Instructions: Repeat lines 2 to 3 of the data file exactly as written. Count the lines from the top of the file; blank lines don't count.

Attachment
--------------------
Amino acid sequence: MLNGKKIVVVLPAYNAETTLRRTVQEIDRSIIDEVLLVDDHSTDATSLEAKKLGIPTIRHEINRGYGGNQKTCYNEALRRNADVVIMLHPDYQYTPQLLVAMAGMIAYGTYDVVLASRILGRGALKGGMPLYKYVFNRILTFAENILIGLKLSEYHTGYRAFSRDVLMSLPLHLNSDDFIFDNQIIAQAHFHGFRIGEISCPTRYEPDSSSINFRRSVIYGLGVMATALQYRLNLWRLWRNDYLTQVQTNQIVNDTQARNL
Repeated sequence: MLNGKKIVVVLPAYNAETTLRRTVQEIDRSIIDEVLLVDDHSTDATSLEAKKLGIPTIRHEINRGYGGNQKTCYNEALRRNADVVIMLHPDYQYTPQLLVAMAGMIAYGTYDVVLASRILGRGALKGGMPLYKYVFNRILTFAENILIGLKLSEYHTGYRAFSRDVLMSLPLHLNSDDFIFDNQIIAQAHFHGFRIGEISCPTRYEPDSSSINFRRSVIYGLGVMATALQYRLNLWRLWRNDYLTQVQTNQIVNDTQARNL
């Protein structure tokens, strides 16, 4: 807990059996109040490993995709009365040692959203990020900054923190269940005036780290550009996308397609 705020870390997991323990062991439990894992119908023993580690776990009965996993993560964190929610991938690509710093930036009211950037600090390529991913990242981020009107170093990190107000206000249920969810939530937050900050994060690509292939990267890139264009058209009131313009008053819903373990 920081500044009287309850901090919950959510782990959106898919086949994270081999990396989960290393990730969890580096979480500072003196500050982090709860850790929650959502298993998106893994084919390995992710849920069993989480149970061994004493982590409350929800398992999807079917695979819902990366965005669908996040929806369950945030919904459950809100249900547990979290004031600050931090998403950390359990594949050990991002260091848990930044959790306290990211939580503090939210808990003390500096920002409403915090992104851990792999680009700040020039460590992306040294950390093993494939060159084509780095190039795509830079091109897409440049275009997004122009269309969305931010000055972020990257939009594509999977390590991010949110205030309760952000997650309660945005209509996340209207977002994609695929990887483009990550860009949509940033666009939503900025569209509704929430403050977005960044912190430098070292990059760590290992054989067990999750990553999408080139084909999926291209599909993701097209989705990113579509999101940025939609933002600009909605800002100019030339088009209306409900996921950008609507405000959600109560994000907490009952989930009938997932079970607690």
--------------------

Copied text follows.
Repeated sequence: MLNGKKIVVVLPAYNAETTLRRTVQEIDRSIIDEVLLVDDHSTDATSLEAKKLGIPTIRHEINRGYGGNQKTCYNEALRRNADVVIMLHPDYQYTPQLLVAMAGMIAYGTYDVVLASRILGRGALKGGMPLYKYVFNRILTFAENILIGLKLSEYHTGYRAFSRDVLMSLPLHLNSDDFIFDNQIIAQAHFHGFRIGEISCPTRYEPDSSSINFRRSVIYGLGVMATALQYRLNLWRLWRNDYLTQVQTNQIVNDTQARNL
């Protein structure tokens, strides 16, 4: 807990059996109040490993995709009365040692959203990020900054923190269940005036780290550009996308397609 705020870390997991323990062991439990894992119908023993580690776990009965996993993560964190929610991938690509710093930036009211950037600090390529991913990242981020009107170093990190107000206000249920969810939530937050900050994060690509292939990267890139264009058209009131313009008053819903373990 920081500044009287309850901090919950959510782990959106898919086949994270081999990396989960290393990730969890580096979480500072003196500050982090709860850790929650959502298993998106893994084919390995992710849920069993989480149970061994004493982590409350929800398992999807079917695979819902990366965005669908996040929806369950945030919904459950809100249900547990979290004031600050931090998403950390359990594949050990991002260091848990930044959790306290990211939580503090939210808990003390500096920002409403915090992104851990792999680009700040020039460590992306040294950390093993494939060159084509780095190039795509830079091109897409440049275009997004122009269309969305931010000055972020990257939009594509999977390590991010949110205030309760952000997650309660945005209509996340209207977002994609695929990887483009990550860009949509940033666009939503900025569209509704929430403050977005960044912190430098070292990059760590290992054989067990999750990553999408080139084909999926291209599909993701097209989705990113579509999101940025939609933002600009909605800002100019030339088009209306409900996921950008609507405000959600109560994000907490009952989930009938997932079970607690």